Blasting winds wreak havoc in Pangnirtung

“Three-quarter inch sheets of plywood flying like Frisbees”


Winds gusting as high as 140-kilometres per hour tore the roof off a five-plex housing unit, flipped over a car and sent boats flying through the air in Pangnirtung Nov. 27.

“I was awakened at about 3 o’clock Saturday morning by a gust of wind that was so strong that it literally moved my bed inside the house,” said Ron Mongeau, the hamlet’s senior administrative officer. “That’s what woke me up.”

Municipal crews had a hard time responding to the damage, thanks to slippery roads caused by temperatures that hovered around the freezing mark combined with hurricane-force wind gusts.

Mongeau said a hamlet truck he was riding in during the early morning hours caught a piece of debris in the back window, which shattered on contact.

“It was really quite impressive,” Mongeau said. “There were some really strong gusts of wind, water spouts, debris flying all over, three-quarter inch sheets of plywood flying like Frisbees.”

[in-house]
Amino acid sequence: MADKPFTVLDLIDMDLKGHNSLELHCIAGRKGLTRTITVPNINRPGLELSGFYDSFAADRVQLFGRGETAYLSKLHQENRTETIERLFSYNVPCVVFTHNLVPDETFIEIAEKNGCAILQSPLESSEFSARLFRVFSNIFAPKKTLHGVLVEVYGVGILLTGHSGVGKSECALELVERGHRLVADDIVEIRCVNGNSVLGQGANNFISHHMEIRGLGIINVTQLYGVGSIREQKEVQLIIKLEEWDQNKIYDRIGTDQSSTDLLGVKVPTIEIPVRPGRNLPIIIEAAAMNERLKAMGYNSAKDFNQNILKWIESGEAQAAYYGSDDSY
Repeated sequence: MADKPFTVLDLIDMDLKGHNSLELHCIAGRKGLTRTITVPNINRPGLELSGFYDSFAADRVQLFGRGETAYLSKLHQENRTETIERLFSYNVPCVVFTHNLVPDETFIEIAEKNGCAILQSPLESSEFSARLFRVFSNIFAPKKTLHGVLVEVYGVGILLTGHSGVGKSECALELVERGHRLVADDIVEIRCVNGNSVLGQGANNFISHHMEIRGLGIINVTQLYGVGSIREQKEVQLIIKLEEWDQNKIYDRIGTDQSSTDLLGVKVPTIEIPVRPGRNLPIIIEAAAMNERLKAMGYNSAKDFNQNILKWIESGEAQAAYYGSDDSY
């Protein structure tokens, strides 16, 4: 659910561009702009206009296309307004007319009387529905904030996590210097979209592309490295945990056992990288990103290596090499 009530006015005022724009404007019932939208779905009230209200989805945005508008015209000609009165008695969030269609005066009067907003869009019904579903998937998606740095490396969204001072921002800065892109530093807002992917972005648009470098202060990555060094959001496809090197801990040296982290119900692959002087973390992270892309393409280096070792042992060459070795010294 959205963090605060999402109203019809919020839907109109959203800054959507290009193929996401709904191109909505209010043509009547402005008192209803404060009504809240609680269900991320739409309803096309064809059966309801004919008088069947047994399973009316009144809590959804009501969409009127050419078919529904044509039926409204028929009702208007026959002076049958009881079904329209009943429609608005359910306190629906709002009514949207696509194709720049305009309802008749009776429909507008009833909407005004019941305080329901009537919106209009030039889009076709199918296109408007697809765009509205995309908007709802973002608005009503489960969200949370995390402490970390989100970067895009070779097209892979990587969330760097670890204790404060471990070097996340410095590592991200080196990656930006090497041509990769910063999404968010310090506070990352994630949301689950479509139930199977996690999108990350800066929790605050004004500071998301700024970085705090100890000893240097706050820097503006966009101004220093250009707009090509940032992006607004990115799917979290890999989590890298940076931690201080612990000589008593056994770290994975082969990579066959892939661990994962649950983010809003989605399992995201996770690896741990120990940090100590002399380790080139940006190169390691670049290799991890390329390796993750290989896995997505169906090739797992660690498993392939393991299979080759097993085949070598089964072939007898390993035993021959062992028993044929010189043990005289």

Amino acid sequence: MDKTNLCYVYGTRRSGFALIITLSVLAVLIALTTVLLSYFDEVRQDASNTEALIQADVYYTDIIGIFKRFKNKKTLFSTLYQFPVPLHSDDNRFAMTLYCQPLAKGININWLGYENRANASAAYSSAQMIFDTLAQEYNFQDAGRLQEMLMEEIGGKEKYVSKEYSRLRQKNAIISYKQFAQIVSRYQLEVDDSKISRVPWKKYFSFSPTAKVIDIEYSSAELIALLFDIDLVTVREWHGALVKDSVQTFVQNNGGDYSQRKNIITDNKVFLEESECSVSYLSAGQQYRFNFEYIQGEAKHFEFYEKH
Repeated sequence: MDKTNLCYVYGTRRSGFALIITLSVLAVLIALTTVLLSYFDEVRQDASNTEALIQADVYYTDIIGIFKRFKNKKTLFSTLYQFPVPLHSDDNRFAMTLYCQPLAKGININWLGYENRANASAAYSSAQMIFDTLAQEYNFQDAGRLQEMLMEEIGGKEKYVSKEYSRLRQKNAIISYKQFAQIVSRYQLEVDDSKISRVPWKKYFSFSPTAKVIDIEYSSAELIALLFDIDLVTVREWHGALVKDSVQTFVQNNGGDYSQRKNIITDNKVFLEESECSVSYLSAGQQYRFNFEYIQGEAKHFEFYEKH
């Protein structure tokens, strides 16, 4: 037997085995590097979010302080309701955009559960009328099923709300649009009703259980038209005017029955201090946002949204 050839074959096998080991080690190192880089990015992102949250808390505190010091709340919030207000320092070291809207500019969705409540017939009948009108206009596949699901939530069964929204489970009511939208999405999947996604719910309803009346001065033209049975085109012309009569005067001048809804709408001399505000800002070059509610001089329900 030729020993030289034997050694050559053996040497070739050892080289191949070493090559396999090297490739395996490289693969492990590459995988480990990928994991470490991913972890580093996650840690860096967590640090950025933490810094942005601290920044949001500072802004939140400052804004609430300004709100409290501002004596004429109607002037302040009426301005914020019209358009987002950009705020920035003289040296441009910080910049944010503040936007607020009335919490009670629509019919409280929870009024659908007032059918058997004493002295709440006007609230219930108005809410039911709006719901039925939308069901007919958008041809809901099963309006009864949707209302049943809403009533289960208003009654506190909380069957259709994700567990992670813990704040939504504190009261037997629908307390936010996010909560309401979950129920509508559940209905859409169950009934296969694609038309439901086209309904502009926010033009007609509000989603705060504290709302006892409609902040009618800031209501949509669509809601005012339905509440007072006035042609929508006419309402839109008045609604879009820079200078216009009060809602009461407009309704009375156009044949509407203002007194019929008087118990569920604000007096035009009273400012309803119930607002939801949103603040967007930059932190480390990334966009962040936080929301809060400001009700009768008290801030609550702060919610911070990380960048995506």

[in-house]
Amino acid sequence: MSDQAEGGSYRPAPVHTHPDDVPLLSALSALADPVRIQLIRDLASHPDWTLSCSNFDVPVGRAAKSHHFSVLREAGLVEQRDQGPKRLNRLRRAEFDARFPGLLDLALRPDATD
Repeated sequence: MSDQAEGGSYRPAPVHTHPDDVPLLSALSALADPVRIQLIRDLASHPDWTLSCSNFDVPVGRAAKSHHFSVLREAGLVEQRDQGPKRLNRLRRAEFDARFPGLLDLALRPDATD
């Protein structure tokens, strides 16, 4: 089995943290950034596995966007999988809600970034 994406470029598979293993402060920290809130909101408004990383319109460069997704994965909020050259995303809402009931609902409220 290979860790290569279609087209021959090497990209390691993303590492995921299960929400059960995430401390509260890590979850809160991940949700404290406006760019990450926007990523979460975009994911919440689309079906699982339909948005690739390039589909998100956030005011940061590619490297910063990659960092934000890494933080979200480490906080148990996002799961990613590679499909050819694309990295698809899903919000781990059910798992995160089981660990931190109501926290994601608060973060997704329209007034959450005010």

The windstorm, a symptom of the unusually warm November in the South Baffin region, ripped the roof off one five-plex and caused severe damage to another.

Both buildings were under construction, but Mongeau said extensive damage to other houses has left “under 10” people temporarily homeless.

Wind also knocked out power to large sections of town and interrupted cable TV and telecommunications services.

A news release from the hamlet said power wasn’t fully restored until the afternoon of Nov. 28, when crews from Qulliq Energy Corp. arrived on a charter flight and got the lights back on in a section of town north of the Duval River.

Mongeau said damage to municipal equipment was minor, but several homes reported broken windows and toppled oil tanks.

He said most of the debris came from poorly stored construction material that blew around town and was promptly covered up by a layer of snow.

But several private boats anchored in the fiord were severely damaged and will probably be written off.

Some boats were swamped, while others “went flying 30 or 40 feet through the air,” Mongeau said.

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